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Screen readers and object models

This is directed primarily at people who are developing Screen Readers. I
don't know how much general interest there is in the topic.

In the Web Accessibility Initiative's User Agent Guidelines Working Group
- http://www.w3.org/WAI/UA - there is an ongoing discussion about what a
Browser (eg Netscape) needs to do, and what a screen reader needs to do,
in order to make information accessible.
(http://lists.w3.org/Archives/Public/w3c-wai-ua/1999JanMar is where most
of it has taken place, although the threading has been a bit dubious.)

The "pointy end" of the problem is in rendering tables within a browser,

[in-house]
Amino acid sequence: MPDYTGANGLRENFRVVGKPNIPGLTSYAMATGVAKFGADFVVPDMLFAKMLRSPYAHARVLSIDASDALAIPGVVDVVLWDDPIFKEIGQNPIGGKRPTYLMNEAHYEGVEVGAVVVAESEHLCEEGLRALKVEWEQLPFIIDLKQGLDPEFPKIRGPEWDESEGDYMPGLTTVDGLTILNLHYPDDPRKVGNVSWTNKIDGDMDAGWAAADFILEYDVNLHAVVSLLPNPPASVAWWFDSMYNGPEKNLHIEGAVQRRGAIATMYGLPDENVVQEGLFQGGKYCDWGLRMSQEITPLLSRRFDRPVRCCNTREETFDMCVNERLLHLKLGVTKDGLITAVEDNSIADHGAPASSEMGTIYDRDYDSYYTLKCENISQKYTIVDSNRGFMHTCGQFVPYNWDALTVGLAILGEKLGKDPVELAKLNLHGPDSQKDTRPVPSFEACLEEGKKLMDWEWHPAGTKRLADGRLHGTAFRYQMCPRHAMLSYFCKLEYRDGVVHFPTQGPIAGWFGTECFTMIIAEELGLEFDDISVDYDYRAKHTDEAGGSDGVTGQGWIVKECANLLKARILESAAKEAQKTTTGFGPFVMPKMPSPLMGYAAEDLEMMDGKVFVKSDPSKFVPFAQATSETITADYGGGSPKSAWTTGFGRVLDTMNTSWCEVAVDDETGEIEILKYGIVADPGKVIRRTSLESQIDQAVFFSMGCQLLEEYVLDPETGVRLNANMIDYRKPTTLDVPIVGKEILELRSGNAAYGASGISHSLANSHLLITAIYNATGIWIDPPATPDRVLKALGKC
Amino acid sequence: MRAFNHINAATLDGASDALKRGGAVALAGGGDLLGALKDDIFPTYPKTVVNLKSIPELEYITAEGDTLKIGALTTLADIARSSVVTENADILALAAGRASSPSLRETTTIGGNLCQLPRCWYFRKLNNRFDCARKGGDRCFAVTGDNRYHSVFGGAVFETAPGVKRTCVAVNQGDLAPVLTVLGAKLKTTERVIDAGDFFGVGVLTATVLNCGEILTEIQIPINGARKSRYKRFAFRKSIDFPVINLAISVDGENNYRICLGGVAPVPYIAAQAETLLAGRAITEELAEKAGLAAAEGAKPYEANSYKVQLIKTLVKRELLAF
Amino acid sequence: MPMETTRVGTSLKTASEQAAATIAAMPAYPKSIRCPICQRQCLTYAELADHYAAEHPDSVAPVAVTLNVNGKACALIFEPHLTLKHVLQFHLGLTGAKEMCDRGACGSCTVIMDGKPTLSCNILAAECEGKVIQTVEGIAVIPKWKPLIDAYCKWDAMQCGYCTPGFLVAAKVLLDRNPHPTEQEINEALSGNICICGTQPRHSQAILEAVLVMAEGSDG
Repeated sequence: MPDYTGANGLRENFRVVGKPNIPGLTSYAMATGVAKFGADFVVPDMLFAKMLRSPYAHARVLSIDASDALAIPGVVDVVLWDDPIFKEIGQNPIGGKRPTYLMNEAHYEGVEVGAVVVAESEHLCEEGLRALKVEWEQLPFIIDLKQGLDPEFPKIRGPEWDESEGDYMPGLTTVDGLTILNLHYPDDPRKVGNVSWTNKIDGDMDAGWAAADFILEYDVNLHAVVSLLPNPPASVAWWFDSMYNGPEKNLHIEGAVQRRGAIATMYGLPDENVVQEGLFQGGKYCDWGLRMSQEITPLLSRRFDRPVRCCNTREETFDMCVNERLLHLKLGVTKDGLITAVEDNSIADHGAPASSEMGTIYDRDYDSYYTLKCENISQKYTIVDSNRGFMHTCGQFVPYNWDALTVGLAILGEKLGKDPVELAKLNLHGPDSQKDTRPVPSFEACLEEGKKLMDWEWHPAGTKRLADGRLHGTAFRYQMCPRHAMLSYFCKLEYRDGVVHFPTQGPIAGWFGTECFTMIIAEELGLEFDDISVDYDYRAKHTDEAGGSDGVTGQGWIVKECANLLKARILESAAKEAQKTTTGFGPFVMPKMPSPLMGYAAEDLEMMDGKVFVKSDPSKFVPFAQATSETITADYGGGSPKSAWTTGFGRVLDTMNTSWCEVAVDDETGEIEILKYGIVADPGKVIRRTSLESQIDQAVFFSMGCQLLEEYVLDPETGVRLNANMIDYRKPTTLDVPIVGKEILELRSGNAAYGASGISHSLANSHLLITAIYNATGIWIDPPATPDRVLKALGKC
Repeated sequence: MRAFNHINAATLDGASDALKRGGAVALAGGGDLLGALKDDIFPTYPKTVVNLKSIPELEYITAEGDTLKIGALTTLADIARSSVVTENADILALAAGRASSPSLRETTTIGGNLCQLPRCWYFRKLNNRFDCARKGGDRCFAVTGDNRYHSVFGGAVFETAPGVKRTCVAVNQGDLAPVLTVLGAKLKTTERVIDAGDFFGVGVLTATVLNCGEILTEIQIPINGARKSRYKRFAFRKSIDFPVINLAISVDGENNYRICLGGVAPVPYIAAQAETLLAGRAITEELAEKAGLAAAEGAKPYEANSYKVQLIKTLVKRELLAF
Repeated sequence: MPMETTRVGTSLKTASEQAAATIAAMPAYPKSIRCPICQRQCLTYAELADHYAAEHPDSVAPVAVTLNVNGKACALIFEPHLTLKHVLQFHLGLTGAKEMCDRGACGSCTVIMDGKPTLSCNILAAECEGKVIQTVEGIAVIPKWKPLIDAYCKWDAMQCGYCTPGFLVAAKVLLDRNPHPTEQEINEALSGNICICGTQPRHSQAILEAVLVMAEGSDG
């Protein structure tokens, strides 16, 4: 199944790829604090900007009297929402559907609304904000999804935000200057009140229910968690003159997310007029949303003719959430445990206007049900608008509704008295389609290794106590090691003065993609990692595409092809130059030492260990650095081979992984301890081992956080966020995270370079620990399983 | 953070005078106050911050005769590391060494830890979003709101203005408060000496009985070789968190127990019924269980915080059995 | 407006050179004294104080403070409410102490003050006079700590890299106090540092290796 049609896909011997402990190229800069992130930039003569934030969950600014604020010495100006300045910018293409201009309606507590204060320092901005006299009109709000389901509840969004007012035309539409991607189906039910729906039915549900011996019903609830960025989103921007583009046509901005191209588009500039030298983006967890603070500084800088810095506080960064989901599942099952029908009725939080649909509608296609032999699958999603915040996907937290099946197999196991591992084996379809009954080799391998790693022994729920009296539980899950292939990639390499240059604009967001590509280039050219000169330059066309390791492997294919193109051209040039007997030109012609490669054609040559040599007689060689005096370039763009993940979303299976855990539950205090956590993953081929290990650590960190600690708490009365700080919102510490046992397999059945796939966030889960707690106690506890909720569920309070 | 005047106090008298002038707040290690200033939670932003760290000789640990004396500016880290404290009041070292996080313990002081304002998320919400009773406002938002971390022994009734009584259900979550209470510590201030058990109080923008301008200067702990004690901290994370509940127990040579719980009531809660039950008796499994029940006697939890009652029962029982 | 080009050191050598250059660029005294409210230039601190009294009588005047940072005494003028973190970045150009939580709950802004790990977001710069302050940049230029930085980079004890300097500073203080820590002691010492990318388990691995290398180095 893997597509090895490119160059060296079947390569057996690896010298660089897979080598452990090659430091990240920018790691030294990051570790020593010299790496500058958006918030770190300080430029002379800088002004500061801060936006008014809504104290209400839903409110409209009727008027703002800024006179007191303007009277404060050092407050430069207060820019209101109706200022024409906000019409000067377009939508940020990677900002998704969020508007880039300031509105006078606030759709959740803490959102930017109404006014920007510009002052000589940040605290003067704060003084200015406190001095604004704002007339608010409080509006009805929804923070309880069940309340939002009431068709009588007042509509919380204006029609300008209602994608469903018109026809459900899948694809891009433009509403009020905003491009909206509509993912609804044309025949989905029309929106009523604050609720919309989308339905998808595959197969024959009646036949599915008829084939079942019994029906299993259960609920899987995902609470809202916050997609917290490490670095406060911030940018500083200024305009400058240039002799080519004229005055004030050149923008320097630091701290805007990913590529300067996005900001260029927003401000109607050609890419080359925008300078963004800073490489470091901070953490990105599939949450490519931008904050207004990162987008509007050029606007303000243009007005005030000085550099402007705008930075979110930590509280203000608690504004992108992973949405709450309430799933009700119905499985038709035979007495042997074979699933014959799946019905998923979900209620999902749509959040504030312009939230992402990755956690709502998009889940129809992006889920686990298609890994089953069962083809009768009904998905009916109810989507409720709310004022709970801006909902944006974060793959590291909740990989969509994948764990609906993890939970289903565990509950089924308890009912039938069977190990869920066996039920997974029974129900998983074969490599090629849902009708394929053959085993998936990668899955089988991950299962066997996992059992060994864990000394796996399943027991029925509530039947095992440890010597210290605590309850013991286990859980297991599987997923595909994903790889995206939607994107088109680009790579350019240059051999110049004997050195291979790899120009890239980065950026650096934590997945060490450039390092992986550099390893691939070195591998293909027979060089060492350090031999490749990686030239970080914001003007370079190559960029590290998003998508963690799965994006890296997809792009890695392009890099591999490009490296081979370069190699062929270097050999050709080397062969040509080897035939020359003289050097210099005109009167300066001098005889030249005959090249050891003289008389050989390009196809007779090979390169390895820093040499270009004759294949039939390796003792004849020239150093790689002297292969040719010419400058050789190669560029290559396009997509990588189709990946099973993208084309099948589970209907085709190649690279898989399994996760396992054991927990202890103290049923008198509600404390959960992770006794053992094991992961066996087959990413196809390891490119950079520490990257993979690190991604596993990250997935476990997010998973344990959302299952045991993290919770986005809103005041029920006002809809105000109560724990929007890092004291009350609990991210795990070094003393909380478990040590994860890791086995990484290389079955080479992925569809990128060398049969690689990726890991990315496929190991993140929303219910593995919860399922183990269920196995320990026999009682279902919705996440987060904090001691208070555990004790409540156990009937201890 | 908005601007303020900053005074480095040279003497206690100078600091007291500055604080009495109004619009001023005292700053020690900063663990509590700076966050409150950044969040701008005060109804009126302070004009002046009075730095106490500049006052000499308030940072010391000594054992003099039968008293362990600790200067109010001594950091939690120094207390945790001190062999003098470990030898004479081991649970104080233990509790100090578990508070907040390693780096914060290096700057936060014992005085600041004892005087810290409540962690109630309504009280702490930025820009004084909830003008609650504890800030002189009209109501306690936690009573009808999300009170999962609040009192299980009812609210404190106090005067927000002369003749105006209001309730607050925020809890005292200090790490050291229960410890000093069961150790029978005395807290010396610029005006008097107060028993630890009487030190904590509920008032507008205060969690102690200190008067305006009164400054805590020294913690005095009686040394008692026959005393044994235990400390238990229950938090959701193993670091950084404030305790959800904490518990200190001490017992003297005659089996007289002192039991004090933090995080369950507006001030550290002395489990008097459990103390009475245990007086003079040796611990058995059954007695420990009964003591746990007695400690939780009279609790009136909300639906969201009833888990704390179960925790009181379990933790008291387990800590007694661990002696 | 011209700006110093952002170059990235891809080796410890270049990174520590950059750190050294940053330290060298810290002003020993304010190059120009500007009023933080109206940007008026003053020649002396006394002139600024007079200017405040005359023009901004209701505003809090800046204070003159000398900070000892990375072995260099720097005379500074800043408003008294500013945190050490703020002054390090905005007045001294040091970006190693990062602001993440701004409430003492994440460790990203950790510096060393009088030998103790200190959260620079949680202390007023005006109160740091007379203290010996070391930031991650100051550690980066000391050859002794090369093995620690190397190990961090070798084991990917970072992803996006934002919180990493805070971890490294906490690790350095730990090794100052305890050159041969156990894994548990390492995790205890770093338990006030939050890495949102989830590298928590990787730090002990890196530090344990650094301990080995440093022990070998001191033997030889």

although the increasing use of dynamic content will cause similar issues
to become important. The current suggestion is that a standard interface
between a screen reader (or other 'assistive technology') and the User
Agent (usually a browser) is necessary, and the proposals are to use the
Document Object Model, which is a recommendation of the W3C, or to use
'standard system APIs' such as Microsoft's Active Accessibility.

I assume that currently linux-based screen readers use some kind of
standard API (I don't actually know), but I wonder if people here have
thoughts on the topic?

Charles McCathieNevile

--Charles McCathieNevile            mailto:charles w3 org
phone: +1 617 258 0992   http://purl.oclc.org/net/charles
W3C Web Accessibility Initiative    http://www.w3.org/WAI
MIT/LCS  -  545 Technology sq., Cambridge MA, 02139,  USA

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